Bytes: What’s new in tech
Apple commits to recycling
“Apple plans to one day stop mining the earth for rare minerals and metals and start using 100 percent recycled materials for its products,” said Steven Musil in CNET.com. The tech giant made the announcement last week as part of its 2017 Environmental Responsibility Report, released just ahead of Earth Day. “As lofty as Apple’s recycling goals are, though, the company admits it isn’t quite sure how it’s going to achieve them.” Right now, only a small amount of what’s inside the iPhone comes from recycled material. But the goal is to eventually manufacture Apple devices from recycled metal purchased from suppliers, as well as products returned by customers.
Bose accused of spying
Does Bose secretly know what you’re listening to? asked Hayley Tsukayama in The Washington Post. A proposed class-action lawsuit filed last week in Illinois accuses the high-end audio company “of spying on its users and selling information about their listening habits without permission.” The main plaintiff in the case says he downloaded the Bose Connect app to use with his $350 wireless Bose headphones. The app, according to Bose, offered added functions like customizing the level of noise cancellation. But it “was also telling Bose a lot more,” allegedly recording the names of every music track and podcast played on the headphones and tying that data to registration information that could identify users. The lawsuit also alleges listening habits were shared with a third-party data-mining company. Bose has vowed to fight the lawsuit, calling the allegations “inflammatory” and “misleading.”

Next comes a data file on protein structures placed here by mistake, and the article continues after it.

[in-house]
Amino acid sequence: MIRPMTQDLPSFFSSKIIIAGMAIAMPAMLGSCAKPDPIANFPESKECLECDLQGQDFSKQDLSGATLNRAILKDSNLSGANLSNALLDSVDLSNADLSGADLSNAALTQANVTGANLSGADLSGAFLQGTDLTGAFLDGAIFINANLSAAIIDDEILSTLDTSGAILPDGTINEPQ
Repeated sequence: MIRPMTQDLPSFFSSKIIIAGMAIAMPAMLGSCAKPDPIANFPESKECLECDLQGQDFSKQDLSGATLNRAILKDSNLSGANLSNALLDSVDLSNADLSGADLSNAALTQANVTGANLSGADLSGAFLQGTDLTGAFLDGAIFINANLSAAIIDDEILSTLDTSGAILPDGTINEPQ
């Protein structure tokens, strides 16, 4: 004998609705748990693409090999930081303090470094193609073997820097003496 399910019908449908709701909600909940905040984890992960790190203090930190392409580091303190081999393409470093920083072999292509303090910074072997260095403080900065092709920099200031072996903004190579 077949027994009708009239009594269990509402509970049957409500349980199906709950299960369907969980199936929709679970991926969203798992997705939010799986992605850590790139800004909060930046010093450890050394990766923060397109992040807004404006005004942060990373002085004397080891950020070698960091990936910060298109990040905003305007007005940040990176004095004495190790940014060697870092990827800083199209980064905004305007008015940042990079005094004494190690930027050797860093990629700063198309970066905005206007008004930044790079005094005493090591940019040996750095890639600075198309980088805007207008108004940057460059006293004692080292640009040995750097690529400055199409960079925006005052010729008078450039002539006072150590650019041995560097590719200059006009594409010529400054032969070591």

Snapchat fights Facebook with 3-D
Snapchat is working hard “to keep a step ahead of Facebook,” said Katie Benner in The New York Times. The disappearing-messages service is adding the ability to stick 3-D cartoon objects onto photos and videos, a technology “similar to the augmented reality used with Pokémon Go.” Snapchat’s new 3-D features are an extension of the app’s wildly popular lenses, which let users superimpose 2-D images like puppy ears, rainbows, and other cartoonish effects on their photos. Snapchat’s offbeat approach to messaging has helped it build a huge user base of young people. “But the company’s stock has fallen as Facebook and its many brands have copied the features that once made Snapchat unique.” Facebook recently unveiled the ability to send disappearing messages, just like Snapchat. ■